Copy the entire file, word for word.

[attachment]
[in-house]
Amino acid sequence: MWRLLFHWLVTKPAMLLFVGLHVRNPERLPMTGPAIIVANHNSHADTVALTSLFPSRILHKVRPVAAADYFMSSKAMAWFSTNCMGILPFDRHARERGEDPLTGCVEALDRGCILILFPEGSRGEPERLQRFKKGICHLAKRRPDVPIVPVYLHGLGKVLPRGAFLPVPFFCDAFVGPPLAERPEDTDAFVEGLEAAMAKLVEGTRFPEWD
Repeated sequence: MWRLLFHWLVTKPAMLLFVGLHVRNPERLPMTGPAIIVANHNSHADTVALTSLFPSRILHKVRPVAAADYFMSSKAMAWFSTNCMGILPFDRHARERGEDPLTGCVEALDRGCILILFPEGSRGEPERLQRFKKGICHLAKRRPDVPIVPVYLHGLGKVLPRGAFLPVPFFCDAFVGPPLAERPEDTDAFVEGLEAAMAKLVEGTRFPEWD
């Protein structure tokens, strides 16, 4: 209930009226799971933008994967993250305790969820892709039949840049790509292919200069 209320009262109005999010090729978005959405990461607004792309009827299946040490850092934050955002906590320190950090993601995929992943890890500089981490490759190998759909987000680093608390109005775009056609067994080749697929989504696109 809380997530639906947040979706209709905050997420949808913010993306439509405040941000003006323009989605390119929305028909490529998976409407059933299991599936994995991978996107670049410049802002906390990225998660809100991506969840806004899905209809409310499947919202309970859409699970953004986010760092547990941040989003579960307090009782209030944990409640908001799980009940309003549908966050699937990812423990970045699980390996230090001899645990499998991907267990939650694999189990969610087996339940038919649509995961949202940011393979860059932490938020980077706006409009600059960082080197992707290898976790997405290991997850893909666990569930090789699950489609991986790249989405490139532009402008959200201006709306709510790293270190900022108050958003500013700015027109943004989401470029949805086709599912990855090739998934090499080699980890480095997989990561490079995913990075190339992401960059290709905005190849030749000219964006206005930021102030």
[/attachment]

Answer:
[in-house]
Amino acid sequence: MWRLLFHWLVTKPAMLLFVGLHVRNPERLPMTGPAIIVANHNSHADTVALTSLFPSRILHKVRPVAAADYFMSSKAMAWFSTNCMGILPFDRHARERGEDPLTGCVEALDRGCILILFPEGSRGEPERLQRFKKGICHLAKRRPDVPIVPVYLHGLGKVLPRGAFLPVPFFCDAFVGPPLAERPEDTDAFVEGLEAAMAKLVEGTRFPEWD
Repeated sequence: MWRLLFHWLVTKPAMLLFVGLHVRNPERLPMTGPAIIVANHNSHADTVALTSLFPSRILHKVRPVAAADYFMSSKAMAWFSTNCMGILPFDRHARERGEDPLTGCVEALDRGCILILFPEGSRGEPERLQRFKKGICHLAKRRPDVPIVPVYLHGLGKVLPRGAFLPVPFFCDAFVGPPLAERPEDTDAFVEGLEAAMAKLVEGTRFPEWD
């Protein structure tokens, strides 16, 4: 209930009226799971933008994967993250305790969820892709039949840049790509292919200069 209320009262109005999010090729978005959405990461607004792309009827299946040490850092934050955002906590320190950090993601995929992943890890500089981490490759190998759909987000680093608390109005775009056609067994080749697929989504696109 809380997530639906947040979706209709905050997420949808913010993306439509405040941000003006323009989605390119929305028909490529998976409407059933299991599936994995991978996107670049410049802002906390990225998660809100991506969840806004899905209809409310499947919202309970859409699970953004986010760092547990941040989003579960307090009782209030944990409640908001799980009940309003549908966050699937990812423990970045699980390996230090001899645990499998991907267990939650694999189990969610087996339940038919649509995961949202940011393979860059932490938020980077706006409009600059960082080197992707290898976790997405290991997850893909666990569930090789699950489609991986790249989405490139532009402008959200201006709306709510790293270190900022108050958003500013700015027109943004989401470029949805086709599912990855090739998934090499080699980890480095997989990561490079995913990075190339992401960059290709905005190849030749000219964006206005930021102030």